In Other News – Russia’s Ukraine Invasion Consequences, Open-Source Intelligence, & More – 3/24/2022

March 24, 2022

Knock-on effects of Russia’s Ukraine invasion will have wide-reach and could shift the global order moving forward. As an immediate consequence of Putin’s offensive in Ukraine, there’s an emergent global food crisis, soaring energy and commodity prices, a refugee crisis in Europe, and financial distress in places as far afield as Egypt and Pakistan. The shifting dynamics of global energy, the resurgence of the Western liberal democratic alliance, the likely permanent divestment from Russia, and the important, yet still undetermined role played by China, will have a profound impact on supply chains and national policies on energy, trade and diplomacy. We’re likely to see these factors play out in upcoming elections in places like France, Hungary and India, and during international diplomacy efforts like the Iran Nuclear Deal and G7/G20 alliances. Political alliances are also subject to realignment, and the United States is making unexpected overtures for aid and trade deals with traditional allies of Russia and China like Venezuela and Indonesia. Nations are likely to see the geopolitical disruption as an opportunity to form, and respond to, new partnerships, and it’s increasingly apparent that self-interest is the primary motivator for these choices. While we’re confronted with overtly global threats like new pandemics and climate change, the future of globalization is clearly on the table.

With a possible stalemate looming in Ukraine, the impact of Putin’s aggression hits home on multiple fronts. While brutal civilian attacks on Ukraine continue, Kyiv is doing its part to hold Russia at bay and Putin is apparently looking for someone to blame. Cracks are visible in his intelligence apparatus, with demonstrated tensions between the President and some of his closest FSB and defense allies. The military offensive has proven more difficult than Putin ever imagined, and this week NATO released estimates that between 7,000 and 15,000 Russian soldiers have died, with up to 40,000 wounded, taken prisoner, or missing. These soldiers have mothers and families back home, and Putin’s going to have to justify their deaths to an increasingly wary population.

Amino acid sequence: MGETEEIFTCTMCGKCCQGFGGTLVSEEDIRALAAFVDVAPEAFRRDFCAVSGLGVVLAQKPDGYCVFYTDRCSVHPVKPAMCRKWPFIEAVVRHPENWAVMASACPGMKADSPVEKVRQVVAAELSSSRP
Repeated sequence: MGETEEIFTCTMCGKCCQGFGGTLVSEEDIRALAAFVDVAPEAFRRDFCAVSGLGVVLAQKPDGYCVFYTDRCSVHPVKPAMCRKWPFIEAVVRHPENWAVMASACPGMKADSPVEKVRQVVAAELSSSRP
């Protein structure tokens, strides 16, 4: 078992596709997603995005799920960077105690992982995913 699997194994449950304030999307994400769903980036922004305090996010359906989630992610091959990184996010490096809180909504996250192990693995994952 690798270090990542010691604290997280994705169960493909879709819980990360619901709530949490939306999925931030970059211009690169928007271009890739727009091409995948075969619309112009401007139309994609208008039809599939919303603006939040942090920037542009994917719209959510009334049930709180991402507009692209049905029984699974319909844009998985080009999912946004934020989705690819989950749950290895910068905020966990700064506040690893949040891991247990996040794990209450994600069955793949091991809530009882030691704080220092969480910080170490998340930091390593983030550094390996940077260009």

Compounding these personal losses are material ones, and in much of Russia there are long lines for basic items such as gas, sugar and flour. Western products are exorbitantly expensive, if they’re available at all, and basic life-sustaining medicines such as insulin have begun disappearing from pharmacy shelves, with no clear guarantee of returning. Russia’s being further challenged by brain drain which could have long-term ramifications. Since the start of the war, it is estimated that more than 200,000 educated middle-class Russians have left the country. IT professionals, who often use their tech-savvy to access information sources restricted by Putin’s regime are among those fleeing in droves- likely further driven by the inability to collect revenue from international clients.

At this point, even if Putin decides to escalate and attempt further military gains, the societal, governmental, and economic ruptures in Russia are substantial and won’t be easily overcome.

Open-source intelligence is impacting military strategy, and Russia is behind the curve. Putin has struggled to achieve the type of quick military victory he anticipated in Ukraine, and clearly underestimated the will and force of Ukrainian resistance, but Moscow has also been failing to adapt to a new aspect of modern warfare: the information shared and analyzed by global citizens. Open-source analysts and hobbyists are taking advantage of online satellite imagery, Twitter images, and videos to track the movement and positioning of Russian troops, and Ukraine is incorporating these assessments into its military strategy. Ukrainians are wise to the power of capturing, disseminating, and utilizing real-time but informal information based on their experience sharing war content back in 2014 when Russia invaded Crimea. But so far there is little indication that Russia has figured out how to manage this volume of consistent counter-narrative and defend against it. While Russia is desperate to narrate its own story by blocking Facebook, Twitter, and most recently Google News, the proliferation of online images being captured, verified, and analyzed by a borderless community of investigators has a high level of objectivity and is ultimately impossible to contain. Further, the detailed chronicle of open-source imagery is slowly seeping into Russia despite Putin’s best efforts and will make the nature of his invasion hard to dispute for time immemorial.